I also pushed for televised debates and embarked on a statewide tour to generate coverage. I called for the end of the expensive debacle called the War on Drugs and urged Arizona to bolster its economy by becoming the world's leader in solar energy technology. And I promised to bring a team of investigative journalists to Washington, D.C., to weed out corruption from inside the Senate.

In a truly grueling process, I attended Democratic legislative district meetings scattered across the nation's sixth-largest state. These "LD" meetings can draw anywhere from a half-dozen people to a packed house of 50 or more. Attending them can literally mean a three-hour drive to make a three-minute speech.

The work got harder as summer extended its paralyzing grip on the Sonoran Desert. Many people just burrowed inside their homes and cars or fled the desert entirely, making direct contact with voters all the more difficult. Running a summertime campaign in central and southern Arizona is akin to stumping in Anchorage in the dead of winter.

In the Tucson area -- the heart and soul of Arizona's Democratic Party -- my progressive stance and straightforward approach were embraced by a handful of well-connected people, and I was immersed in a round of speaking events and fund-raisers. Meanwhile, in the Phoenix area, which has far more Democrats but considerably less cohesion, I put together a team made up mostly of former journalists and old friends. They helped develop my statements on the issues, handled press contacts, built my website, kept the books, scheduled events, shared driving duties, put up campaign signs and provided moral support.

Party leaders advised me to spend many hours a day on the phone begging for campaign contributions to fund direct-mail pitches and other predictable advertising blasts. I rejected that advice. Unlike the other candidates, I had no natural allies to call on. I had spent my entire career pissing off the establishment, exposing corrupt politicians and business practices. I was in no position to call in favors. And I couldn't rely on special interests, such as unions, to round up cash and volunteers.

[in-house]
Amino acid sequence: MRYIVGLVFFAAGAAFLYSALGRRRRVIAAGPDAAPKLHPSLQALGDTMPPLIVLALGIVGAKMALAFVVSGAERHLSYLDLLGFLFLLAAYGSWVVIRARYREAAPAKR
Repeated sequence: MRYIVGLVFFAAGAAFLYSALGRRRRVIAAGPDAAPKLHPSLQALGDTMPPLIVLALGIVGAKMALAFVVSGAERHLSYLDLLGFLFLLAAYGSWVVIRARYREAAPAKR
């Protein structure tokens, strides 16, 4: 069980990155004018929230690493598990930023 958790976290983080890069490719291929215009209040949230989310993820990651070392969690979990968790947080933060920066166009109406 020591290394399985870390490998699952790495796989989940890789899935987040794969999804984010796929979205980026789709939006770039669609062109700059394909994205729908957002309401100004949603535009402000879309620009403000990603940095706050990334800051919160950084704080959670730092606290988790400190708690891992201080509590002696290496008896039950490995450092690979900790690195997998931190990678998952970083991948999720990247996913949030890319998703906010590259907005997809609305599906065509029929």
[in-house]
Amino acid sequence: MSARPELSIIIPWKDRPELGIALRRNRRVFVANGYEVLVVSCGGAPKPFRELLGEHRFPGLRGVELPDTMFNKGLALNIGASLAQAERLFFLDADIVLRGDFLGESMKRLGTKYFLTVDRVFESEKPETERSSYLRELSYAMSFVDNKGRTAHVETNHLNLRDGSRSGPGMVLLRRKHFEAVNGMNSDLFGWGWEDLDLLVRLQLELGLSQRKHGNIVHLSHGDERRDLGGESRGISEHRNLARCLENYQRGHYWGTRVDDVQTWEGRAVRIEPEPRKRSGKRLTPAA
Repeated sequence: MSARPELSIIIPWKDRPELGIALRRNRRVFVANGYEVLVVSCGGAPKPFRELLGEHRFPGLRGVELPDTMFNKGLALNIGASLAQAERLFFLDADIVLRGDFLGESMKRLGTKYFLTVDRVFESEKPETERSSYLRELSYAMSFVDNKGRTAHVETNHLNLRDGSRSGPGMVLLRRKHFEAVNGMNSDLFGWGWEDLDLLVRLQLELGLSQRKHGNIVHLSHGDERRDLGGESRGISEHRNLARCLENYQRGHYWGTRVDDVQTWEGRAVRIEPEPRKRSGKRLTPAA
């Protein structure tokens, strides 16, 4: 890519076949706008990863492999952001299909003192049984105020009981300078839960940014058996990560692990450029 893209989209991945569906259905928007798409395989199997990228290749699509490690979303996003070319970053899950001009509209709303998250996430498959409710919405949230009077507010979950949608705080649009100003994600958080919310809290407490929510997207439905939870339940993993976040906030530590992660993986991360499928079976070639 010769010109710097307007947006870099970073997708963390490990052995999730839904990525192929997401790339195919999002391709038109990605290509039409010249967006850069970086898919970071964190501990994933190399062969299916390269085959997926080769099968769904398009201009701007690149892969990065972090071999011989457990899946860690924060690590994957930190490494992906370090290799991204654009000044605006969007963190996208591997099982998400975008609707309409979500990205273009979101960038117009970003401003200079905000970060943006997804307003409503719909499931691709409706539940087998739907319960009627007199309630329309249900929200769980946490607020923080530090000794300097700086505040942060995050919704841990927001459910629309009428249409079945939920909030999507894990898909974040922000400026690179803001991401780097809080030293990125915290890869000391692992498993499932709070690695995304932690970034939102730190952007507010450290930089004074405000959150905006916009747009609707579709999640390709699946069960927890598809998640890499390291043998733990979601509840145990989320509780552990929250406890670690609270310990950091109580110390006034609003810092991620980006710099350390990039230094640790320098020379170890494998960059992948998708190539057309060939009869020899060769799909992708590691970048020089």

Instead, I tried to be creative. I called Tom Robertson, an old friend who did political cartoons for a small weekly paper I'd owned in Flagstaff back in the early 1990s. I convinced him to sharpen his pencils for my campaign, and he whipped out a series of cartoons that we used in ads in alternative weeklies. In one of them, Robertson mimicked "Little Orphan Annie" to depict the front-runner, Glassman, as a carpet-bagging interloper who relied on his daddy's big bucks to finance his campaign.

At the first hour-long televised debate, all four of us lined up at podiums under harsh lights. It felt like a firing squad. By all accounts, Glassman won the debate; I came off as a fact-driven hard-ass who lacked "warmth" but seemed determined. In all, we held three TV debates and another on public radio. By the final debate, I felt like I'd settled into a more relaxed, reassuring presence and was able to deliver thoughtful responses. But the debates still didn't get much attention.

Instead of reporting how we addressed (or dodged) the issues, the news coverage focused on fund raising as if that defined the whole race. I raised $93,865 from contributors, most of whom were Tucsonans giving $200 or less. That was enough for some radio ads on progressive stations in Phoenix and Tucson, 100,000 postcards featuring a Robertson cartoon and a dozen large ads in the alternative weeklies. Ten days before the primary, I purchased time on two electronic billboards near downtown Phoenix. In retrospect, I wish I had done this much earlier. Those billboards projected an image of power and success. I shared the rotation on one of them with Gov. Brewer's campaign.

But I couldn't match Glassman's onslaught of direct mail, phone banks and TV ads during Phoenix and Tucson newscasts. I thought his message was vapid, but he reached a huge number of voters, spending close to $1 million during the home stretch.